#### Step 4. Find the number that defines the upper quartile.

If the number of the position found is an integer value, just search for the corresponding number in the dataset.

### For example, if you calculate that the position number is 12, the number that defines the upper quartile is at the 12th position in the dataset.

#### Step 5. Calculate the upper quartile (if needed).

In most cases, the position number is equal to an ordinary fraction or a decimal fraction. In this case, find the numbers that are in the data set at the preceding and following positions, and then calculate the arithmetic mean of these numbers (that is, divide the sum of the numbers by 2). This is the top quartile of the dataset.

<ul>

<li> For example, if you calculate that the upper quartile is at position 814 { displaystyle 8 { frac {1} {4}}} </li>

<li>

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, then the desired number is located between the numbers at the 8th and 9th positions. The dataset [3, 3, 4, 5, 7, 8, 10, 11, 12, 21] contains numbers 11 and 12 at the 8th and 9th positions. Calculate the arithmetic mean of these numbers: <br /> 11 +122 { displaystyle { frac {11 + 12} {2}}}

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<br /> = 232 { displaystyle = { frac {23} {2}}}

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<br /> = 11.5 { displaystyle = 11.5}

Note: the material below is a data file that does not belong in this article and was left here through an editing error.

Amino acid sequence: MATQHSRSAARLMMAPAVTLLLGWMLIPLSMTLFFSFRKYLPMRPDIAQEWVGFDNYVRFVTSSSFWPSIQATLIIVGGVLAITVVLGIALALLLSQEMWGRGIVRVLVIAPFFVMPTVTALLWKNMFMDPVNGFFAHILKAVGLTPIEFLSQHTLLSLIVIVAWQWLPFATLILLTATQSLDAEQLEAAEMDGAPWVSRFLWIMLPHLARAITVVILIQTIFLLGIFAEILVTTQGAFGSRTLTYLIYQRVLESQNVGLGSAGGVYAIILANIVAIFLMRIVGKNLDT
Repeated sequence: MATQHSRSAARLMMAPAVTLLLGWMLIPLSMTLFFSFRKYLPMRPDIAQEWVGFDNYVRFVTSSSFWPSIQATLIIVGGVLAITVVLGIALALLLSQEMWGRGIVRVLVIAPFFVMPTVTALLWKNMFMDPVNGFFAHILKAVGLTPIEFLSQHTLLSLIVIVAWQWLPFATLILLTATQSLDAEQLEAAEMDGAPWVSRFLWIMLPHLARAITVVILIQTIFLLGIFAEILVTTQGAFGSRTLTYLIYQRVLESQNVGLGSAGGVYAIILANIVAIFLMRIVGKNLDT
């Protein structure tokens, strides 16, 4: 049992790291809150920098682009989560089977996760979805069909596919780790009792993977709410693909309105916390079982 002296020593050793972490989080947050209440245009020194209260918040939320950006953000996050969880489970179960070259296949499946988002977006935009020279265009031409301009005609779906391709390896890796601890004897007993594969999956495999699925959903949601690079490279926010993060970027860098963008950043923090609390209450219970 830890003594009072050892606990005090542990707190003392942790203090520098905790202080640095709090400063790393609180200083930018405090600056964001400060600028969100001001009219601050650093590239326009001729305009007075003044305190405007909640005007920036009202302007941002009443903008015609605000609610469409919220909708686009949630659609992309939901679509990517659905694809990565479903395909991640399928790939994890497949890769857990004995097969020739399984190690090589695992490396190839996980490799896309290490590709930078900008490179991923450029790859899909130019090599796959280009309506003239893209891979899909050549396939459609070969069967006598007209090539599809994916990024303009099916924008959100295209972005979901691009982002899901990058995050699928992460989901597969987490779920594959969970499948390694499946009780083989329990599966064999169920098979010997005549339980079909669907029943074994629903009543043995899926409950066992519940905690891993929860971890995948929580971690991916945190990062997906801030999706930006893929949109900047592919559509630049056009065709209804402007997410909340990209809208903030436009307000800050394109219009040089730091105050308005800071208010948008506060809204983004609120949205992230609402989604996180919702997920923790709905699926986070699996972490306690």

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<br /> So the top quartile of the dataset is 11.5 </li>

</ul>

### Part 3 of 3: Using Excel

#### Step 1. Enter the data into an Excel spreadsheet.

Enter each number in a separate cell. Don't forget to enter duplicate numbers. Data can be entered in any column or row of the table.

### For example, enter dataset [3, 3, 4, 5, 7, 8, 10, 11, 12, 21] in cells A1 through A10.

#### Step 2. Enter the quartile functions in a blank cell.

The quartile function is: = (QUARTILE (AX: AY; Q)), where AX and AY are the starting and ending cells with data, Q is the quartile. Start typing this function and then double-click on it in the menu that opens to paste it into the cell. <strong> Step 3. Select cells with data. </strong>

Click on the first cell and then click on the last cell to specify the data range. <strong> Step 4. Replace Q with 3 to indicate the upper quartile. </strong>

After the data range, enter a semicolon and two closing parentheses at the end of the function.

### For example, if you want to find the upper quartile of the data in cells A1 through A10, the function would look like this: = (QUARTILE (A1: A10; 3)).

#### Step 5. Display the upper quartile.

To do this, press Enter in the function cell. The quartile is displayed, not its position in the dataset.

<ul>

<li> Note that Office 2010 and later include two different functions for calculating quartile: QUARTILE. EXC and QUARTILE. INC. In earlier versions of Excel, you can only use the QUARTILE function. </li>

<li> The two above Excel quartile functions use different formulas to calculate the upper quartile. QUARTILE / QUARTILE. INC uses the formula Q3 = 34 (n − 1) { displaystyle Q_ {3} = { frac {3} {4}} (n-1)} </li>

<li>

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and QUARTILE. EXC uses the formula Q3 = 34 (n + 1) { displaystyle Q_ {3} = { frac {3} {4}} (n + 1)}

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. обе формулы применяются для вычисления квартилей, но первая все чаще встраивается в статистическое программное обеспечение.